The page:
When the new Volvo S90 comes out next year, you may notice something missing: the car key.
Starting in 2017, the Swedish maker plans to eliminate physical keys, replacing them with a smartphone app. And Volvo isn’t likely to be alone for long. While traditional, metal keys have largely been supplanted by wireless keyfobs, even those could vanish in the near future, replaced by more functional apps – though those do pose some potential problems.
“Mobility needs are evolving and so are our customers’ expectation to access cars in an uncomplicated way,” said Henrik Green, vice president of Product Strategy & Vehicle Line Management at Volvo Cars.
Volvo plans to begin testing the new approach this spring through its car-sharing service, Sunfleet, which operates out of the airport in its home town of Gothenburg, Sweden. A limited number of vehicles will be set up to use digital smartphone keys.
Volvo already tested another digital system when, last year, it made it possible for some owners to have online shopping orders delivered to their vehicles. The delivery service could use a one-time digital code to unlock the vehicle’s trunk or tailgate.
Going forward, Volvo suggests the digital key could be a tool for owners who want to use their vehicles in so-called peer-to-peer car-sharing programs like Turo, the recently renamed RelayRides.
“Our innovative digital key technology has the potential to completely change how a Volvo can be accessed and shared,” explained Green. “Instead of sitting idle in a parking lot the entire day, cars could be used more often and efficiently by whomever the owner wishes.”
There are still a handful of low-end vehicles that still use mechanical keys but, with increasing frequency, the digital keyfob is taking over, both to allow access to the vehicle and to start it up. There are a number of potential advantages, including the reduced likelihood of an owner inadvertently shutting the vehicle off while driving.
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A poor ignition switch design made that happen repeatedly on a number of GM vehicles. The maker delayed by a decade the recall of 2.4 million vehicles equipped with the defective switches, ultimately resulting in more than 120 deaths. It has paid out more than $1 billion in fines and settlements to victims and their families.
Digital keys offer a number of other potential advantages, especially on high-tech vehicles. They can be used to unlock doors or start an engine remotely, for example. The smartphone app for the Nissan Leaf electric vehicle lets an owner check its state of charge, remotely start charging and, if the vehicle is plugged into a charger, pre-heat or cool it without drawing down the battery.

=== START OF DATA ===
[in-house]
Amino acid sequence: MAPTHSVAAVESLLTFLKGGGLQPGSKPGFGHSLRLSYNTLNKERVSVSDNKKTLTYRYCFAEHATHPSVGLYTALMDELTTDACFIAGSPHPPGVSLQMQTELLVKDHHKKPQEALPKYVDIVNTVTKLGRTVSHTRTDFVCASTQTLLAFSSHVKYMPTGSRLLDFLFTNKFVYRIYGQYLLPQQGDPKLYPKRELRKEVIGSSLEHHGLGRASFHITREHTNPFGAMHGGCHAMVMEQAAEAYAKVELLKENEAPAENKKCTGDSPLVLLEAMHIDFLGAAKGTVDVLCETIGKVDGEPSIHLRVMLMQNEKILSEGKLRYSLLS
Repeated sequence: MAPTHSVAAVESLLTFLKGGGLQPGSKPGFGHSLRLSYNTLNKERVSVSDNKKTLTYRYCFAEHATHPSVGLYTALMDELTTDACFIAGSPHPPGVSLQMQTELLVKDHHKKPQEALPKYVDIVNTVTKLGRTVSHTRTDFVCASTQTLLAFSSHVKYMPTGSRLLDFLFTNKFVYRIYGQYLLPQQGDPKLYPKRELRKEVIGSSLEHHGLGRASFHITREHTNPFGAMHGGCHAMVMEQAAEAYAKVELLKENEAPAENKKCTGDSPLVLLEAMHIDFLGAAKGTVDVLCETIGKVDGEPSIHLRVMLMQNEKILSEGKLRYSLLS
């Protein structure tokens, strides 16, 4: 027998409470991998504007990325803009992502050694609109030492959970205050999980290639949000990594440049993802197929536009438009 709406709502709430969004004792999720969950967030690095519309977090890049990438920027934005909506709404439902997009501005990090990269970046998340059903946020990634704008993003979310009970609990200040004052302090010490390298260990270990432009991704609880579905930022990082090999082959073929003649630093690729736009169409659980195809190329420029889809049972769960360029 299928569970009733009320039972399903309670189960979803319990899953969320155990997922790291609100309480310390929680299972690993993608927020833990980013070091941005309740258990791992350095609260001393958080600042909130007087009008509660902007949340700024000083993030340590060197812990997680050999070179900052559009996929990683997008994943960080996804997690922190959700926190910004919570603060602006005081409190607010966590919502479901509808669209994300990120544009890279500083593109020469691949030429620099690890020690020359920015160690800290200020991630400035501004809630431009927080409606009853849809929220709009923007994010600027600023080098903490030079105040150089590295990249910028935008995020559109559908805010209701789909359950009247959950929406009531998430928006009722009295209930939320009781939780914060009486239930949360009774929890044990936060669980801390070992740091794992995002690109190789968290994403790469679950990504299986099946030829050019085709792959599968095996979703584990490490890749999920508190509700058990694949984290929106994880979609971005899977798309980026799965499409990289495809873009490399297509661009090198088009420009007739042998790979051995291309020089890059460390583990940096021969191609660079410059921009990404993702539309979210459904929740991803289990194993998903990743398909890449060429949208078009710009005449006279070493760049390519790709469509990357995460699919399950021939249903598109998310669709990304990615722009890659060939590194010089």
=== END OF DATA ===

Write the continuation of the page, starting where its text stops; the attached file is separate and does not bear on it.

Ford has abandoned metal keys in favor of digital keyfobs on all models but for its two new vans, the full-size Transit and midsize Transit Connect.
Meanwhile, “The push-button start is something we’re evaluating putting across the portfolio,” General Motors CEO Mary Barra told members of the House Energy and Commerce subcommittee during a 2014 hearing on the maker’s ignition switch problem.
“Eventually, the key will go away,” forecasts Dave Sullivan, a senior analyst with consulting firm AutoPacific, Inc. He expects that only a handful of models – mostly base-level trucks – will continue to use conventional keyed ignition systems.
How quickly manufacturers will migrate from wireless keyfob systems to more advanced smartphone-based apps is far from certain.
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Keyless ignition systems, in general aren’t a panacea. When it was struggling to deal with its unintended acceleration problems at the beginning of the decade, Toyota discovered that some motorists were unable to stop runaway vehicles equipped with push-button starters. It eventually advised owners to, “firmly and steadily push the button for at least three seconds to turn off the engine. Do NOT tap the engine start/stop button.”
Meanwhile, there is growing concern that hackers might be able to crack the code and start stealing cars equipped with keyless entry and ignition systems. But while that possibility has been demonstrated in the lab there have been no reports of that happening on the street – yet.
Though there are no known incidents of hackers using keyless systems to steal a car, the National Highway Traffic Safety Administration has called cybersecurity one of the biggest issues facing the auto industry in the years ahead.
Smartphone-based keyless systems face their own unique problems. For one thing, what do you do when you valet park your vehicle? You’re certainly not going to hand the attendant your smartphone. Volvo says you will be able to order an optional keyfob for such occasions.
On the other hand, the technology will permit future valet services that eliminate the attendant entirely. NHTSA last month gave BMW approval to test its autonomous valet parking system. The technology will allow a driver to exit the vehicle, press a button on the keyfob – or smart app – and have the car park itself. Later, the system could be used to call the vehicle to come pick up its passengers.
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Tesla is working on a similar system and hopes to have it in production before the end of the decade.